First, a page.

I couldn’t see the look on Bob’s face when I spoke with him this morning, but I had no trouble imagining it when I called to congratulate him on his success (his own line of Shun knives, sold at Sur la Table? Get out!). Then I posed the same question I asked Jeffrey Alford: “What’s it like to be profiled in the New Yorker?” “It’s intense,” he told me. “I’m so incredibly flattered, it’s still hard to believe.”
Like Jane Kramer, who as a cookbook-lover has a special interest in the “Alford-Daguids” (as she refers to the couple in print), Oppenheimer has a deep interest in knives — and the craftsmen who make them, says Kramer. And that’s how they happened to meet, several years ago, at a Napa knife show. “He’s fascinated with knives of all sorts,” Kramer says. “It’s a guy thing. It’s in our genes. The only reason we got here is we used knives for thousands of years to kill animals, to harvest crops, to survive.”
Since their first meeting, Kramer and Oppenheimer have developed “something between an investigation and a friendship,” according to the bladesmith, and when his friendly investigator approached him many months ago with the idea of doing a magazine profile — no names mentioned — “I said, `Are you sure you’ve got the right guy?'” Next thing Kramer knew, “He called me back and said, `Sit down. We’re going to be in the New Yorker!'”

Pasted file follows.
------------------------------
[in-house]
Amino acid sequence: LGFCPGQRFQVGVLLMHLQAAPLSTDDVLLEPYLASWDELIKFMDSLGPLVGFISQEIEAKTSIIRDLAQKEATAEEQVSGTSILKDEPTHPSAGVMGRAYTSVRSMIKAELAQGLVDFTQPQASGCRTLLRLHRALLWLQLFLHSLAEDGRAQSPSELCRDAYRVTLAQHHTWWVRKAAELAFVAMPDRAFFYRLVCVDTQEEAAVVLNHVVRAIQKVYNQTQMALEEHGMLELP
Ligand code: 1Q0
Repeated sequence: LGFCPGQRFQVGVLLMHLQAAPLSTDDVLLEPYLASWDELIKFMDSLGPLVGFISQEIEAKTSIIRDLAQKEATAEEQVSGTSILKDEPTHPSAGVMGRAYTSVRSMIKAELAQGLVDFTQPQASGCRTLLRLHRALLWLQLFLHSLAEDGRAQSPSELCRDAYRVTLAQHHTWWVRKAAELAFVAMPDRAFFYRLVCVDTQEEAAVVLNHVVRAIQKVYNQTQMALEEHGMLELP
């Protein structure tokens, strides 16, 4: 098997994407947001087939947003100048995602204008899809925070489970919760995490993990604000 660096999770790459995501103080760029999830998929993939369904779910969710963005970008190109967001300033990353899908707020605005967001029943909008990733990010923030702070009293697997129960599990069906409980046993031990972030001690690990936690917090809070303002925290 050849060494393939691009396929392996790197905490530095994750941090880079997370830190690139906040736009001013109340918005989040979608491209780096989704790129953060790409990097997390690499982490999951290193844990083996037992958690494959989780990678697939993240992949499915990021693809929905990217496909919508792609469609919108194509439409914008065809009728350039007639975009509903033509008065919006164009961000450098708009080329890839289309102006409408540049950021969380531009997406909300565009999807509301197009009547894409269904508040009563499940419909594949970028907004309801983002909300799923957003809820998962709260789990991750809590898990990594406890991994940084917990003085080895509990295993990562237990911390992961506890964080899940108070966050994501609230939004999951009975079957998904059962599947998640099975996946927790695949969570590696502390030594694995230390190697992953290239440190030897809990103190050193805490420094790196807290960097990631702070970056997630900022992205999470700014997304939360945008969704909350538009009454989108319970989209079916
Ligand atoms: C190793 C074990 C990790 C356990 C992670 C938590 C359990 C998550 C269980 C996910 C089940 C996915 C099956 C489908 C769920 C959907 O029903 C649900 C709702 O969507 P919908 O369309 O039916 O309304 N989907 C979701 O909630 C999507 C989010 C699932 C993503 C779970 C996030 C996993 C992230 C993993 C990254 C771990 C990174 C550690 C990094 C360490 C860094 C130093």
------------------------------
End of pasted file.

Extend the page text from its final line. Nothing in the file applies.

Looking back on his career and the knife-sharpening business he used to run out of a van; his little blacksmith’s shop in Pioneer Square; his certification as a Master Bladesmith; the big nod from knife manufacturers like Japan’s Shun; the folks at “Cook’s Illustrated” who told the world his 8-inch chef’s knife “outperformed every knife we ever rated” — Kramer appears to be as low-key about his success as he is astonished by it.
“It’s tough making a living making knives,” says the man whose wife, a financial planner, has long “been the main breadwinner” in his family. Of his recent birthday, “I just sailed into 50 with the wind at my back, and it feels great. I feel like I’m just starting. Like I just got my black belt and I can just sink into the craft even more.” With his craftmanship in great demand there’s a backlog for his knives: He handcrafts an average of five a week, unlike most knife factories, even small ones, that “make that many in an hour,” writes Oppenheimer. And with continued exposure, like the kind brought on by the New Yorker profile, Kramer voices a certain amount of awe, one that has him living “a kind of luxury that too few artists have the opportunity to achieve.”